On May 6, 2020, California’s Governor Gavin Newsom signed an executive order establishing a rebuttable, time-limited legal presumption that certain cases of COVID-19 arise out of and occur in the course of employment for purposes of workers’ compensation coverage. This order was signed after much debate in the insurer, employer and injured worker communities, and was different in important ways from earlier drafts as well as from the presumption bills that were currently under consideration in the legislature.
The original order expired July 5, 2020 and left many wondering what would happen upon expiration – would this it be formalized into legislation and, if so, how would it differ from the original executive order? As expected, Senate Bill 1159 passed into law on September 17, 2020 as emergency legislation, creating a new framework for COVID-19-related workers’ compensation claims. Here is what you need to know.
How Long is the Presumption Effective?
For the “disputable presumption” to apply, an employee must suffer COVID-19 illness or death on or after July 6, 2020 through January 1, 2023. However, if the employee’s COVID-19 related illness or death is after January 23, 2023, presumption no longer applies and, instead, the case will be treated under the traditional workers’ compensation framework.
What Is Needed for Claim Administrators to Dispute a Claim?
While Senate Bill 1159 creates a presumption that an illness or death resulting from COVID-19 stems from employment, this can be disputed. Claim administrators have 30 days to investigate and accept or deny the claim if injury is prior to July 6, 2020. If the date of injury is on or after July 6, 2020, claim administrators then have 45 days to accept or deny the claim. Regardless of the date of injury, employers and claim administrators must provide the following evidence to dispute the presumption:
- measures in place to reduce potential transmission of COVID-19 in the employee’s place of employment,
- the employee’s non-occupational risks of COVID-19 infection,
- statements made by the employee, and
- any other evidence normally used to dispute a work-related injury.
The only exception to the above timeline is for essential employees. Essential employee, as defined in Labor Code Section 3212.87, include certain firefighters, peace officers, frontline healthcare providers and healthcare facility workers to name a few. If an employee deemed essential falls ill or dies because of COVID-19, the 30-day denial period applies regardless of when injury occurred.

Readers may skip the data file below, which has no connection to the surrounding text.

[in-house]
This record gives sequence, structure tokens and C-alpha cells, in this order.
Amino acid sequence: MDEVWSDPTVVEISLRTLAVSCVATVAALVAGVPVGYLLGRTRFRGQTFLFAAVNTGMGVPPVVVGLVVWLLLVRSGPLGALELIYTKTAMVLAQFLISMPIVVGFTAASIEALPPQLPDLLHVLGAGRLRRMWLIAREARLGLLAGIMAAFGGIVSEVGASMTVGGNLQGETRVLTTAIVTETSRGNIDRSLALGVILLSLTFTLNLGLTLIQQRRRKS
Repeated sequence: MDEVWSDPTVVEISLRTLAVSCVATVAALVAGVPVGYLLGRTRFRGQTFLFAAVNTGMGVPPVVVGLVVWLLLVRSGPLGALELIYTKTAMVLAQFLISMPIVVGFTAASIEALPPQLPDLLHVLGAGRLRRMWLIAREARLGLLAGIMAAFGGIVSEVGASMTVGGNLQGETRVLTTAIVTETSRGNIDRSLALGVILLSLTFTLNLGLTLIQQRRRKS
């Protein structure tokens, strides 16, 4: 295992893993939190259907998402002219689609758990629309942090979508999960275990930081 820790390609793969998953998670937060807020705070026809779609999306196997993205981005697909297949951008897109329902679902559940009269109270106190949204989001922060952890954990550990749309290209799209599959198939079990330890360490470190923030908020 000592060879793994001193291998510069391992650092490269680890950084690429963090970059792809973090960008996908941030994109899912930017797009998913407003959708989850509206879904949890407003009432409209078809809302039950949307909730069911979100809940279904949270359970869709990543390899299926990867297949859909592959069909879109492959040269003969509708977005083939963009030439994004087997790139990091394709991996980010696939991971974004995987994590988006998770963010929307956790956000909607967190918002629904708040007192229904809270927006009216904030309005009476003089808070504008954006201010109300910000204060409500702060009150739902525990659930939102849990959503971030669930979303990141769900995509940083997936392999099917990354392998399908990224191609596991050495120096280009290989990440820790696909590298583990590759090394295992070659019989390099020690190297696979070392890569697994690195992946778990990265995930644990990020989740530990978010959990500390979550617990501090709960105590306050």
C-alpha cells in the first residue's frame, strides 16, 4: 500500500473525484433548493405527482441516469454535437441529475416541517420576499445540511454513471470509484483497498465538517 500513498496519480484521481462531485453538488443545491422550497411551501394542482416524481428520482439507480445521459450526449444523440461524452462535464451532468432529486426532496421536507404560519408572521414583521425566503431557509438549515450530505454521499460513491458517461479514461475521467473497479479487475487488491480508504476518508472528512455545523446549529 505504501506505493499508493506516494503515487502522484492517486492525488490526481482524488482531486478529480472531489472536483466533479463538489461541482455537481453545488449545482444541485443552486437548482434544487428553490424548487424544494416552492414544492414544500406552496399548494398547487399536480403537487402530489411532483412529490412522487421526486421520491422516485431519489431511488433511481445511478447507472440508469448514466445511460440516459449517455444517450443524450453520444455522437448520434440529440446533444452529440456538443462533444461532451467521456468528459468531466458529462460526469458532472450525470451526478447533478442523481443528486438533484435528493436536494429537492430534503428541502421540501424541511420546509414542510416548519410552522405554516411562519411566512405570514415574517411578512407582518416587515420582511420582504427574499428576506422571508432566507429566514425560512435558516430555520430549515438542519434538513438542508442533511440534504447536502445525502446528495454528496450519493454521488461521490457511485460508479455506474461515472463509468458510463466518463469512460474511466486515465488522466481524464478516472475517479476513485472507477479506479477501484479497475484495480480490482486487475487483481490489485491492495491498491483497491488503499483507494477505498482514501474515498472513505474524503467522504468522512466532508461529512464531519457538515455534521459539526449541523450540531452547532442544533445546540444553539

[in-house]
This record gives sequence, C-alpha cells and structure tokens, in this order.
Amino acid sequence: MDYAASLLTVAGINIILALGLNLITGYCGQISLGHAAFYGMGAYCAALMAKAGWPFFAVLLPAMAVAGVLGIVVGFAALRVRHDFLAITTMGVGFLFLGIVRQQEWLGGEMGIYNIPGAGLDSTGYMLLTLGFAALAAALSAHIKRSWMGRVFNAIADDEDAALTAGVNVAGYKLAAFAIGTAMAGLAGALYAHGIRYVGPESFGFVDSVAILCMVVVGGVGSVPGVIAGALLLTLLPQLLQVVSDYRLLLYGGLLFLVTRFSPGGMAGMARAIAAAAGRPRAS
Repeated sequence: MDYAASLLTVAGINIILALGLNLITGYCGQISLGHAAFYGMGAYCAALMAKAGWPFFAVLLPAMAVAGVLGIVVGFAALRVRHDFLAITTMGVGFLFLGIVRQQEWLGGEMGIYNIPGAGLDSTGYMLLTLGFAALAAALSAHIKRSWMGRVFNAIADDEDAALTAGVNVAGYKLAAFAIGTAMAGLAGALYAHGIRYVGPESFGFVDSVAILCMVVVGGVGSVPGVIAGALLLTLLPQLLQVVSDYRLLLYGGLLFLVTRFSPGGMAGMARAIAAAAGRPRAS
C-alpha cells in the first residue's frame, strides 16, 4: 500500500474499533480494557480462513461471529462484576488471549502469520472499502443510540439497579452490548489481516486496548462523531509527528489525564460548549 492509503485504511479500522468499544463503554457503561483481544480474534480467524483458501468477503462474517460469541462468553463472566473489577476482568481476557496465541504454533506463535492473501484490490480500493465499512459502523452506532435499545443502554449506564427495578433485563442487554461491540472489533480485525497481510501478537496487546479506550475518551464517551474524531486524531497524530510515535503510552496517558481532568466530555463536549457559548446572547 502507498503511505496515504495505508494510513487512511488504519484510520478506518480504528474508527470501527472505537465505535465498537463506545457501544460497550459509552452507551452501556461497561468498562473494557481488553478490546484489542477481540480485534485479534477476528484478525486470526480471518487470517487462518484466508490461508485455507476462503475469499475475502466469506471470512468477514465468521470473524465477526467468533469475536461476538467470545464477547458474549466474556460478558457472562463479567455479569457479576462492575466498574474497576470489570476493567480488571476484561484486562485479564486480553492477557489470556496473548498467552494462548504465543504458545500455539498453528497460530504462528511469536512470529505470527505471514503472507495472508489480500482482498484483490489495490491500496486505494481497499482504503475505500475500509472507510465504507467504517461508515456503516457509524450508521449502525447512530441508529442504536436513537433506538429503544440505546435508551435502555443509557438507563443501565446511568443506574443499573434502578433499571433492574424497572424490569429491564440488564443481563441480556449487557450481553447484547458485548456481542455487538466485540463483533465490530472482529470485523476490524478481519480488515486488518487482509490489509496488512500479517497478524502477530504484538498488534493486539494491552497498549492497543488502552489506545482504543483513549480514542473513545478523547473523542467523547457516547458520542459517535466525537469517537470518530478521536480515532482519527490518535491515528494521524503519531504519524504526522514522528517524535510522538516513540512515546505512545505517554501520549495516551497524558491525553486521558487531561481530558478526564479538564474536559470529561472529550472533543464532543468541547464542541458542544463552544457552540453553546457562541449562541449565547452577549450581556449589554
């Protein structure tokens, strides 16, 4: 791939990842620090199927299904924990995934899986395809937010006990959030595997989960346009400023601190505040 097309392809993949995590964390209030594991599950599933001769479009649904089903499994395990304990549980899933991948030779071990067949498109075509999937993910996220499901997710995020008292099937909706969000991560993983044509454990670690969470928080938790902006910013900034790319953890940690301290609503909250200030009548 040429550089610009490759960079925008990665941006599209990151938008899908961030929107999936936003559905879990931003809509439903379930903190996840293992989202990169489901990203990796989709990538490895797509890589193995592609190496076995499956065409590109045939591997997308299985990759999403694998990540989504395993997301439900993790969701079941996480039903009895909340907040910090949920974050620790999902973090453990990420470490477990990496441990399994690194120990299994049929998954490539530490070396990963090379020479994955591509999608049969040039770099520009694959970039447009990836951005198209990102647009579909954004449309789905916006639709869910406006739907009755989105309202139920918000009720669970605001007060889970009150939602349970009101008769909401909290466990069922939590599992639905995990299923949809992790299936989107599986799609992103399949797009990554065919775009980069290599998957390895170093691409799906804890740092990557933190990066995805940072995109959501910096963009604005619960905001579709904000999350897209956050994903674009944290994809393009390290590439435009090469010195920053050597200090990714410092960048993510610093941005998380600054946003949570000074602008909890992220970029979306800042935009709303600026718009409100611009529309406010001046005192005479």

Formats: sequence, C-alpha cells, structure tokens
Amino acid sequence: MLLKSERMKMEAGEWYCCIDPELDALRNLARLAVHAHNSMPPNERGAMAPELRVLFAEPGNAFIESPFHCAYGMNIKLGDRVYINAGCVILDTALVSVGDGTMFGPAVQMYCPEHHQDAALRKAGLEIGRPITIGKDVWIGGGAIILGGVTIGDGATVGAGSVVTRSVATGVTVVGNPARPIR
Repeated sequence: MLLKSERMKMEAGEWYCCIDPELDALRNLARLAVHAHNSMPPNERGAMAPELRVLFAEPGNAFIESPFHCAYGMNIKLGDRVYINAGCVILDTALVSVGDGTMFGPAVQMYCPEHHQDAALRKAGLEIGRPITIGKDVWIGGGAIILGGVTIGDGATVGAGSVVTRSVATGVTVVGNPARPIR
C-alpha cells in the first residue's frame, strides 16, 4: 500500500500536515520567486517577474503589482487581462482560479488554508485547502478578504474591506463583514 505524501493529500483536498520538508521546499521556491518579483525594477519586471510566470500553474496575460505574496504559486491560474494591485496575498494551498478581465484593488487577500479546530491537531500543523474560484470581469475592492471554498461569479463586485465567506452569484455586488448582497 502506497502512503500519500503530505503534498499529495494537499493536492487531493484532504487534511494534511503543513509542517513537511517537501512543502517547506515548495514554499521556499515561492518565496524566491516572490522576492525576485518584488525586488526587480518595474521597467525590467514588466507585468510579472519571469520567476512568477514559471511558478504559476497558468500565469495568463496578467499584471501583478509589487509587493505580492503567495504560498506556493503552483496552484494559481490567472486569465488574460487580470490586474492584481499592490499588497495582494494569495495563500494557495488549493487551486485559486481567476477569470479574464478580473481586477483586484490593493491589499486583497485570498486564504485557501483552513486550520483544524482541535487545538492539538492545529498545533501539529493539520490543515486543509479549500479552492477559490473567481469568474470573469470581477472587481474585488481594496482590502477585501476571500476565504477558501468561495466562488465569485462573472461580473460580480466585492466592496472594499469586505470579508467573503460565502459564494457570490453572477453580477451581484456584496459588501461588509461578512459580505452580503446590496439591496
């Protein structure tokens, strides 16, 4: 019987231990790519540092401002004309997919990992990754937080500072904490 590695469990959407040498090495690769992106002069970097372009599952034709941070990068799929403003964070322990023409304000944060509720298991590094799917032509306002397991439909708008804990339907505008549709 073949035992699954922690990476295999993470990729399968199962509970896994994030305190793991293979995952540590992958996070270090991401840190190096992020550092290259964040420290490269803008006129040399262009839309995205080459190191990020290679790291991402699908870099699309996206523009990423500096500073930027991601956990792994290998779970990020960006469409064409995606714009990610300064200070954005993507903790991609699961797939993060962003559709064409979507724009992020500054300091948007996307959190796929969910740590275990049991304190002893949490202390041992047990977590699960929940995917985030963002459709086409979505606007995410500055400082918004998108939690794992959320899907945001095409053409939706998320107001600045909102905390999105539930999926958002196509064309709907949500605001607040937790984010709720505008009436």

Which Employees are Covered?
SB 1159 applies to all employees who test positive during an outbreak at their specific worksite and whose employers have at least five employees. Additionally, the following must also apply to trigger the presumption:
- employee tests positive for COVID-19 within 14 days of working at worksite, per employer’s direction
- date employee worked at worksite per employer’s direction must be on or after July 6, 2020
- employee’s positive test occurred during period of outbreak at employee’s specific worksite
What is a “Specific Place of Employment” (Worksite)?
Under the Bill, a covered worksite excludes an employee’s home or residence, with exceptions. Exceptions would be an employee performing home healthcare services at a home or residence. Specific worksite is defined by a “building, store, facility, or agricultural field where an employee performs work at the employer’s direction.”
What Benefits is the Employee Entitled to?
If the presumption applies and it is determined that workers’ compensation benefits should be paid, the employee is entitled to “full hospital, surgical, medical treatment, disability indemnity, and death benefits.” However, the Department of Industrial Relations has waived entitlement to any death benefits under Labor Code Section 4706.5 in the event the deceased employee did not have any dependents.